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Sudan Government Denies Violating Cease-Fire - 2002-01-25

A Sudanese government official Friday denied allegations by the country's main rebel group, the Sudan People's Liberation Army, or SPLA, that it is violating the terms of a cease-fire in the Nuba Mountains.

The government of Sudan insists that it is abiding by a cease-fire in the central Nuba mountains region.

Mohamed Dirdeiry, the Sudanese charge d'affairs in Nairobi, said the Sudan People's Liberation Army is making false allegations because, he says, they are against the cease-fire agreement.

"This is a figment of someone's imagination," Mr. Dirdeiry said. "This is totally incorrect. The SPLA just want to take advantage of the fact that international monitors did not arrive. The SPLA is not at all feeling that the agreement is in their favor. The SPLA feels that the time for comprehensive cease-fire has not yet come and they don't want to see at all any cease-fire in any part of Sudan. They went to the agreement because they were under pressure."

The United States-Swiss mediated cease-fire in the Nuba Mountains was reached last Saturday, January 19, in Switzerland. The Sudanese government and the SPLA agreed to stop fighting by Tuesday.

But, the SPLA says government forces attacked one of their garrisons in Tulushi Wednesday - barely 24 hours after the cease-fire came into effect.

The rebels claim six government soldiers and two rebels were killed in a one-and-a-half hour battle.

Samson Kwaje, spokesman for the SPLA, said the government is trying to capture territory before cease-fire monitors arrive. "They want to gain ground before the arrival of the international observers and monitors so that they can count that they are withdrawing from so many places so that the SPLA should also reciprocate. But this is bad faith," he said. "In general, you know the governments that have come and gone in Khartoum they always dishonor their agreements. So it is typical of their character."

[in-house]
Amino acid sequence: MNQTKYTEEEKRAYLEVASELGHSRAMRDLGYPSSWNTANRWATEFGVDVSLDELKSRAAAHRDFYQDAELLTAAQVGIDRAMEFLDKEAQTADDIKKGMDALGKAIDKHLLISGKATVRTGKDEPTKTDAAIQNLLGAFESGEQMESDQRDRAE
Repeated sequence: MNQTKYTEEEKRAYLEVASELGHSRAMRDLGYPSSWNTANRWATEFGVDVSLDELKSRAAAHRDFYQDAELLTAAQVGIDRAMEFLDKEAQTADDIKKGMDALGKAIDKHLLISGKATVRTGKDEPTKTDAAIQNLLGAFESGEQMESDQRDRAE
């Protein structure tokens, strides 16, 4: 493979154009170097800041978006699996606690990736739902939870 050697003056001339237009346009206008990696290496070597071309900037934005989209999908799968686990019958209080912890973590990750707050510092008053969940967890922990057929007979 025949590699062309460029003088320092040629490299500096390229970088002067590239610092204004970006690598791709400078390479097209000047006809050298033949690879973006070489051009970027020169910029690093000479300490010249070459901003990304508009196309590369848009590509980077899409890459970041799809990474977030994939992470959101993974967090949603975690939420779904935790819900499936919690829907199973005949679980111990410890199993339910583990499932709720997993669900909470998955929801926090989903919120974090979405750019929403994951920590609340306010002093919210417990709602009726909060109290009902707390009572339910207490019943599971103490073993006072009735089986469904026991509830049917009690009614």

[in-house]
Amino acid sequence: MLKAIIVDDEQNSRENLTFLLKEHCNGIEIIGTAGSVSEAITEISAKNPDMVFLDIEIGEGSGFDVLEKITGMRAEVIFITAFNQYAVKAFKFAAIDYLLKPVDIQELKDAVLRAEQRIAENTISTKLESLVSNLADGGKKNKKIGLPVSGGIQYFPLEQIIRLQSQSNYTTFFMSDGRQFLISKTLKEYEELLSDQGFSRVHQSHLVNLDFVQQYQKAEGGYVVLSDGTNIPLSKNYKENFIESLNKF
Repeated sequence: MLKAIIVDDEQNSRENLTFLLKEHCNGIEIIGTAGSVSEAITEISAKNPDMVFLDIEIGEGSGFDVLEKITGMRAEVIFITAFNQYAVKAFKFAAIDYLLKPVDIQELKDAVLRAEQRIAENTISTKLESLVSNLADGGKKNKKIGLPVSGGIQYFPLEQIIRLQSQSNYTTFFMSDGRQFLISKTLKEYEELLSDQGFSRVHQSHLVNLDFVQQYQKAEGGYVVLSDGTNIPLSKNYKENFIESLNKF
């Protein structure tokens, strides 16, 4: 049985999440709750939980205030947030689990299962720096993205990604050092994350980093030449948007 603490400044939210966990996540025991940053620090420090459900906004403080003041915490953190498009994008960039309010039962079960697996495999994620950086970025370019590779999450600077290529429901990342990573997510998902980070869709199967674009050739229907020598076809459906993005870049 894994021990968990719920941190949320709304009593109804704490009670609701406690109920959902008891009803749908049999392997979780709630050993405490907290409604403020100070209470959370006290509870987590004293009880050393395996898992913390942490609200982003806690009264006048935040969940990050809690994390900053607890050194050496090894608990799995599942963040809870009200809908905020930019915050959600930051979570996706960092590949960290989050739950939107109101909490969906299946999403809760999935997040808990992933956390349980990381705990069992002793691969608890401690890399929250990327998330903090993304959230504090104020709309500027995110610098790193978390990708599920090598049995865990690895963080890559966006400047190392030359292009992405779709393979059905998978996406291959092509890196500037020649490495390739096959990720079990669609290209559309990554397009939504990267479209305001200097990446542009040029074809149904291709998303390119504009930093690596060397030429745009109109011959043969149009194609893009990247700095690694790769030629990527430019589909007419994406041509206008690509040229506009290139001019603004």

Neutral, international cease-fire monitors are due to arrive on February 18. Until then, according to terms of the cease-fire, troops on both sides must stay within 500 meters of their original positions.

Mr. Kwaje of the SPLA says it is true that the rebel group will not accept a total cease-fire unless it is part of an overall political agreement granting autonomy to southern Sudan the issue for which they took up arms 18 years ago.

But Mr. Kwaje says the SPLA is in favor of limited humanitarian cease-fires and has agreed to them in the past. He says the SPLA is anxious to see relief reach the Nuba people.

The deal is supposed to open the way for humanitarian relief to reach south central Sudan.

The population of the Nuba Mountains has fallen by two-thirds since the war began in 1983. Army attacks on civilians and war-induced shortages have forced some one million people to flee the area.